By: Steven R. Braten, Shareholder
By: Paula S. Marra, Senior Associate
Rosenbaum PLLC

The emergency nature of the coronavirus outbreak remains in a state of flux. New information, protocols and recommendations from the Center for Disease Control (CDC) are being provided. Dr. Anthony Fauci continues to reiterate on Sunday morning news shows “[t]hings will get worse before they get better.” In an effort to shock some sense into college students on Spring break, the United States Surgeon General Dr. Jerome Adams warned “I want America to understand this week, it’s going to get bad.” The disease is spreading, he said, because many people – especially young people – are not abiding by guidance to stay at home and practice social distancing. Dr. Adams was very clear this morning to the American people when he said “[W]e’re not going to ventilator our way out of this problem. We’re not going to treat our way out of this problem. The way you stop the spread of an infectious disease like this is with mitigation measures and preventing people from getting it in the first place.”

So, what does this mean in practical terms for your community association? Can the Board suspend meetings altogether and hold unnoticed board meetings? Can the Board temporarily limit or prohibit guest access to single-family communities, multi-family dwelling units or condominium buildings? Should the number of passengers riding in an elevator at one time be limited? What about those homeowners who are now demanding that landscapers stop entering their property to maintain lawns? Should the Board shut down all common areas, including the pool area, which seems to be a popular place for everyone to go right now because they are home and there is no rain in the forecast this week. At the risk of repeating the obvious, these are unprecedent times leading to unprecedented questions, and requiring unprecedented measures. First and foremost, the residents of your community are looking to the Board for leadership much as we are looking to Washington D.C. and Tallahassee for leadership. This means all actions your Board takes should be measured and tailored to respond to the crisis.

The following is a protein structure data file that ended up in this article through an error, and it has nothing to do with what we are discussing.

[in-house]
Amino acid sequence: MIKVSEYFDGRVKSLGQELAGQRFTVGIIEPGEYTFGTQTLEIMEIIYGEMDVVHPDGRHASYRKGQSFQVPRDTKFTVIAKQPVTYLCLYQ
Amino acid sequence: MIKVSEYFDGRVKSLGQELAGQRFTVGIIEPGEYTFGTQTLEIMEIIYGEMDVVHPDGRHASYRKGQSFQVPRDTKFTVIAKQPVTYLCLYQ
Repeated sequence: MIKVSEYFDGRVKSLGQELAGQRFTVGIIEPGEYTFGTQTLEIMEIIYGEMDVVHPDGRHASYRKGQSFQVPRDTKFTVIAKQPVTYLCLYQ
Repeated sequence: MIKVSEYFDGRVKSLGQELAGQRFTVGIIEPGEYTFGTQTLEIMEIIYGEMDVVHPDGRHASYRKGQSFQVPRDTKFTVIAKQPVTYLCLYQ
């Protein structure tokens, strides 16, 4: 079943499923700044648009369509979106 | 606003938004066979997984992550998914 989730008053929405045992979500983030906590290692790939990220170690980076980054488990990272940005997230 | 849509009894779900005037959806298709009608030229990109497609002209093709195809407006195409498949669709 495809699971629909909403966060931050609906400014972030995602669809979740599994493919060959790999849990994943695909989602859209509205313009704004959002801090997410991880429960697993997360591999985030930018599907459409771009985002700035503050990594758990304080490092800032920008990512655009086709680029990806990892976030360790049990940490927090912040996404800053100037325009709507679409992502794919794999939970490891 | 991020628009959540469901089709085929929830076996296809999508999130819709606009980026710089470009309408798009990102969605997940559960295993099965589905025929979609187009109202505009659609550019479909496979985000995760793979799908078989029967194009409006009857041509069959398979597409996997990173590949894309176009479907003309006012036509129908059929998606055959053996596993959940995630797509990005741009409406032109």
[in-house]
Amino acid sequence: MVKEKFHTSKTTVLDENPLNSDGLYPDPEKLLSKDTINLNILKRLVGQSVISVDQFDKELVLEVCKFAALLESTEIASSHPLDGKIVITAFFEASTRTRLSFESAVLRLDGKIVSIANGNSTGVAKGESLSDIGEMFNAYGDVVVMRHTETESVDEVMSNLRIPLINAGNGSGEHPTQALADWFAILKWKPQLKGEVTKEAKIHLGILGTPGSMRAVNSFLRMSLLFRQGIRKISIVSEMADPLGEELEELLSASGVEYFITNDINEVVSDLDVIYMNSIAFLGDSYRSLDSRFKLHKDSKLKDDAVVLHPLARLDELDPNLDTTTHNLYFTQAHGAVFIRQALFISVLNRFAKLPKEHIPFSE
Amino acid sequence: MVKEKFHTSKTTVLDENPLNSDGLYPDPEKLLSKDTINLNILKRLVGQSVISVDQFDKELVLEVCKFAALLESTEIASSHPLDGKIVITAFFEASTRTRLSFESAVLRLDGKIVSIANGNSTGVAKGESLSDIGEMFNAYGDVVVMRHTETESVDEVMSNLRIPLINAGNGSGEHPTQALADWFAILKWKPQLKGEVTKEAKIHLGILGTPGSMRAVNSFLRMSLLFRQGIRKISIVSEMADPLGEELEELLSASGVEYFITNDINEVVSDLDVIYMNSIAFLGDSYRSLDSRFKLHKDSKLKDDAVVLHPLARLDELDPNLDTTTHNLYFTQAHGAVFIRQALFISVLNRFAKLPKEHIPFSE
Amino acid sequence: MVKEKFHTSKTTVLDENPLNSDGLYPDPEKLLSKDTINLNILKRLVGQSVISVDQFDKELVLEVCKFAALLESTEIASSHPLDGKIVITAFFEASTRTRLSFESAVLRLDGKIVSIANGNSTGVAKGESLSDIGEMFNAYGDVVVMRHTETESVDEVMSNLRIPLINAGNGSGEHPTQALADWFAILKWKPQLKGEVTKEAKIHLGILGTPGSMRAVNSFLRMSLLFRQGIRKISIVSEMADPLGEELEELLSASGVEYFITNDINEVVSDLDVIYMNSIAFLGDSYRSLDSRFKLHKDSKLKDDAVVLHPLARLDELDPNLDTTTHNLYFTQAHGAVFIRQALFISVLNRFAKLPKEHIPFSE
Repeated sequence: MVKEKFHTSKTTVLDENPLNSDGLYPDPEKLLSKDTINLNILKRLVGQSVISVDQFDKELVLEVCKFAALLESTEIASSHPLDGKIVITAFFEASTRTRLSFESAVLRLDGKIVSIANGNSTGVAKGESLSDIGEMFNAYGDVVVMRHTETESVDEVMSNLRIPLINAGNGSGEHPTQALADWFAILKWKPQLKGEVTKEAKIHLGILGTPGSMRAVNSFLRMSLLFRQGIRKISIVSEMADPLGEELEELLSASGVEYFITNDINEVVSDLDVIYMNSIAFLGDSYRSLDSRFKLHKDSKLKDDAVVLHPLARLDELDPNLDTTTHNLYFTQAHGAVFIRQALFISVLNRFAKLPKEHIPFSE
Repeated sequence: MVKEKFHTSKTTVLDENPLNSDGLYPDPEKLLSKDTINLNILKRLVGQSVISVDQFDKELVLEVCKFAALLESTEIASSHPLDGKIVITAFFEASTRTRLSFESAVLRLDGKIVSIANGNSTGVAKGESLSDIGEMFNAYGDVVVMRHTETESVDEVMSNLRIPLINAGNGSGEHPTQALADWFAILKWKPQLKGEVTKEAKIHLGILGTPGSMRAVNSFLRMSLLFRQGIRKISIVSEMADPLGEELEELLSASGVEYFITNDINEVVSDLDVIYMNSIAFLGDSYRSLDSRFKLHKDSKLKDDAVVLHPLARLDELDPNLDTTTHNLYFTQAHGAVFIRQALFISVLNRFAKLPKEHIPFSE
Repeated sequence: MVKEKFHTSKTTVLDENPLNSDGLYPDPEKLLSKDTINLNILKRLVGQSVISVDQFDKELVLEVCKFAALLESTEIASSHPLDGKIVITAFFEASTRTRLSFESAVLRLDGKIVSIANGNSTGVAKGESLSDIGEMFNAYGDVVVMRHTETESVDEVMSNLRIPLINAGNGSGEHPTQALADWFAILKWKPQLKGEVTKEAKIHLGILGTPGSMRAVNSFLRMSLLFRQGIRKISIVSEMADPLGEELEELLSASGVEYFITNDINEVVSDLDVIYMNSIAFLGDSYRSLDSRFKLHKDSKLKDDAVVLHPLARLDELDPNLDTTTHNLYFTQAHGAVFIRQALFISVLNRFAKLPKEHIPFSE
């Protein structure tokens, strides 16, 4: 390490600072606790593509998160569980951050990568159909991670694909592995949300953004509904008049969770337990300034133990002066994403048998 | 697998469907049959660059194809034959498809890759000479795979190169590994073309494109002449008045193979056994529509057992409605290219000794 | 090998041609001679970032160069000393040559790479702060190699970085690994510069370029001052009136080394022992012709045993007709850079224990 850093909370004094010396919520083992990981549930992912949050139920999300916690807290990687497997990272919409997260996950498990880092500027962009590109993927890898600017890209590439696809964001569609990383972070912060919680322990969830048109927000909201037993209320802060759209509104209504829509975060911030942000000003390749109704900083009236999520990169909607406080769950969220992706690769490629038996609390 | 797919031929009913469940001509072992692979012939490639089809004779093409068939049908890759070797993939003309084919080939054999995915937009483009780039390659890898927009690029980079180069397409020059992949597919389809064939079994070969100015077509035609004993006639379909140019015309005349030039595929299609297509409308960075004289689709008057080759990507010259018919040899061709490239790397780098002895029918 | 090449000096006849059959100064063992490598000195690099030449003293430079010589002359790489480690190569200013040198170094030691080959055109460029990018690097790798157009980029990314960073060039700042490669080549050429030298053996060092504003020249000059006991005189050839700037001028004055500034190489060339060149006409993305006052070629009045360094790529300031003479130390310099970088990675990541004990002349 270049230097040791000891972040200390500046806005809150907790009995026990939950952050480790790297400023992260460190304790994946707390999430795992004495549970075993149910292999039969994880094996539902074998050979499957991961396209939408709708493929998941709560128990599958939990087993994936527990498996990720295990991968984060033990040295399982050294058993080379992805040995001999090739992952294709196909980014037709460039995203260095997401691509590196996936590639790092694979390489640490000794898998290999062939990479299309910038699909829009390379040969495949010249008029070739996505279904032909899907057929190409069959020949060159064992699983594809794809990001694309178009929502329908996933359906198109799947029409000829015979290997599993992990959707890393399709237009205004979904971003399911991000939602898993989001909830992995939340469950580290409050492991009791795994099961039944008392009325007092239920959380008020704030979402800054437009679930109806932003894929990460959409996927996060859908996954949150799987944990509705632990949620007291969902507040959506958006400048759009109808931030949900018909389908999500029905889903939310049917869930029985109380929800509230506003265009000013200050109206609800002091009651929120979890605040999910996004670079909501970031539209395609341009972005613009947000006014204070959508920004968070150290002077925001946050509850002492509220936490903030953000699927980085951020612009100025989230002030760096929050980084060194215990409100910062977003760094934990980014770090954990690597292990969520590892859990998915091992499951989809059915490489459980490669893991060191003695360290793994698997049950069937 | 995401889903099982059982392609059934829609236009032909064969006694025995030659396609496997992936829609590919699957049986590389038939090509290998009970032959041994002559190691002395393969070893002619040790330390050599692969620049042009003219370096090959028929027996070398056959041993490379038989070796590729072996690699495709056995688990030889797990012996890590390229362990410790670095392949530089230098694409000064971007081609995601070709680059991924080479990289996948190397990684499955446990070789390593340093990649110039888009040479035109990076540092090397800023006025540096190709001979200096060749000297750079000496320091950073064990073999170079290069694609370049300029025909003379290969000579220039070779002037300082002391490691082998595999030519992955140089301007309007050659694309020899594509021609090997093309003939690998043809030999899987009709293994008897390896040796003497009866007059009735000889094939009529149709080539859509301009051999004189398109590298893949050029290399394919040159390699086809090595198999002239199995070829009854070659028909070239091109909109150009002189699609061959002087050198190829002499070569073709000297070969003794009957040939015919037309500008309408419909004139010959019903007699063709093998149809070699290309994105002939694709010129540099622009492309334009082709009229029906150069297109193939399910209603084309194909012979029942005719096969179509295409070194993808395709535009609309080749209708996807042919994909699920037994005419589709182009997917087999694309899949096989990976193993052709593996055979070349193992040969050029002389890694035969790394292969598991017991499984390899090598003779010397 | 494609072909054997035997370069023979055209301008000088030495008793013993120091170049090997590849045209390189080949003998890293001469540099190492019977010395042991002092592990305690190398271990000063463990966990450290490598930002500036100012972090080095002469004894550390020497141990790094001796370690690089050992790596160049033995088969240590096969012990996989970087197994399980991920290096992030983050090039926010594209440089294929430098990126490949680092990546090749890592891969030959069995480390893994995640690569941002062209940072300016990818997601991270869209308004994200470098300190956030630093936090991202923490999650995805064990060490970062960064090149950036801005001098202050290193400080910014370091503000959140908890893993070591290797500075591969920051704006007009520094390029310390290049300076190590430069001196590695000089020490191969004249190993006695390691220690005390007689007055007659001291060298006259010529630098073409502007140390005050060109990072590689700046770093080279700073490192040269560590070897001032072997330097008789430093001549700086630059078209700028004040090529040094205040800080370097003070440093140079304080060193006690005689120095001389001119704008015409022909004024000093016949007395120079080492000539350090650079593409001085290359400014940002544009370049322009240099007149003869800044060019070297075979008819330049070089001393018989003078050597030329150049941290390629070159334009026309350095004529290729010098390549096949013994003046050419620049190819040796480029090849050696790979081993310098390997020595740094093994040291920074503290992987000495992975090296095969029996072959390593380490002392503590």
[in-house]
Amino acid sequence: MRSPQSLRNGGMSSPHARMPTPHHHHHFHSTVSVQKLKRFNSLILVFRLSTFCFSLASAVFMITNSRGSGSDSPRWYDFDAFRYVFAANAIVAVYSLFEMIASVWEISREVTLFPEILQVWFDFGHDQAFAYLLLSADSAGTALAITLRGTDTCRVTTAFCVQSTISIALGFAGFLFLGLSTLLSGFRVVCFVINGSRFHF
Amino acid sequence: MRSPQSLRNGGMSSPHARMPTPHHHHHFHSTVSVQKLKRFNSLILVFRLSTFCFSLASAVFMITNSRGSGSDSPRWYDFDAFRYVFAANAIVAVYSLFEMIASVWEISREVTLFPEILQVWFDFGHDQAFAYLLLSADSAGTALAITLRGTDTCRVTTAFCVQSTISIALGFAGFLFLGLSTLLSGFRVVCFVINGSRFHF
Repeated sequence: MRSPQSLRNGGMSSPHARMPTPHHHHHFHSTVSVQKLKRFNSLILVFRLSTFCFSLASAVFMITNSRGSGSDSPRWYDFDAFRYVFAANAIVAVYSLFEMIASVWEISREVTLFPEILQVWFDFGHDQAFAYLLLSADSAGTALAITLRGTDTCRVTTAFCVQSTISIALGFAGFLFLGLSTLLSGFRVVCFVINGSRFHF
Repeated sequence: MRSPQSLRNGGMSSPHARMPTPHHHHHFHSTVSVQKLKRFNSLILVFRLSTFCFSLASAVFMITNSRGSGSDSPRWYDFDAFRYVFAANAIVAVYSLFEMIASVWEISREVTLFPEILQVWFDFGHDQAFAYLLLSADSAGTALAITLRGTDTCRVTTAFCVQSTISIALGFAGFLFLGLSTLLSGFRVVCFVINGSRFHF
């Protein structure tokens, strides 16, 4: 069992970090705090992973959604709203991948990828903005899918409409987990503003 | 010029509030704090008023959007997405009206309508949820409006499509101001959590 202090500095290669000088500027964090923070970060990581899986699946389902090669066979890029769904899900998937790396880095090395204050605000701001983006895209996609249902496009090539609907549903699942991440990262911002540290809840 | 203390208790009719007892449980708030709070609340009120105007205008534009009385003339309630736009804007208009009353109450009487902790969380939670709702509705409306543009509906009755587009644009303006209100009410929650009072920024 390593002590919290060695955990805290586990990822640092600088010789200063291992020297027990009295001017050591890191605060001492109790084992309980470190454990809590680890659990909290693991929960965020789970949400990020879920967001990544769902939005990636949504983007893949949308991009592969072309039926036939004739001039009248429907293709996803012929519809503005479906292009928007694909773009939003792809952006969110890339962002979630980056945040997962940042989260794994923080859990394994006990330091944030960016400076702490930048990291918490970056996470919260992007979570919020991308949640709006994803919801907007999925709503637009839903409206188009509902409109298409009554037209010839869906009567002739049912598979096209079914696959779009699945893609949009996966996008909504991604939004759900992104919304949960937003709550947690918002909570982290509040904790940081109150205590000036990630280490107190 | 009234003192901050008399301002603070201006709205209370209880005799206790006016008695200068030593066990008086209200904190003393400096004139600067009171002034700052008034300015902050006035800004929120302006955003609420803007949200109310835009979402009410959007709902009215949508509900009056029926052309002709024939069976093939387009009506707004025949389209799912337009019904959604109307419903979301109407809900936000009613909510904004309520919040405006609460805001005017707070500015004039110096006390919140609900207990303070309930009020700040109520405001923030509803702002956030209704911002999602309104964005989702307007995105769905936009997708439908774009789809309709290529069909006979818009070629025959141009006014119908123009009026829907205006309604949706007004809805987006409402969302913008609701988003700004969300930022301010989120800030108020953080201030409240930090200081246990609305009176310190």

We do not believe this type of crisis warrants holding meetings without notice to your members until such time as quarantine restrictions prevent the posting of physical notices of meetings, if at all. Physical posting and electric notice of meetings should continue, and then electronic notice if physical posting is no longer possible. We believe that community association boards should discourage gatherings of their members in a room to conduct association business. We believe any decisions that can be delayed without resulting in an interruption in the business operation of your association should be delayed until such time as the matter becomes critical to the uninterrupted operation of your association. If you are a small community and can conduct meetings that will not exceed the 10 people or more limitation on social gatherings and keep sufficient distance between residents, then membership attendance at meetings can continue. For larger communities, you are already at the point of reevaluating your agendas and scheduled meetings over the next two months and must plan accordingly. We recommend all associations, regardless of size, implement the use of free conference line services, and other online meeting facilitation platforms to avoid in person membership participation at meetings. This may mean that members will not be able to speak at meetings. So, again, we recommend you limit agenda items to essential business to avoid an interruption in association operations.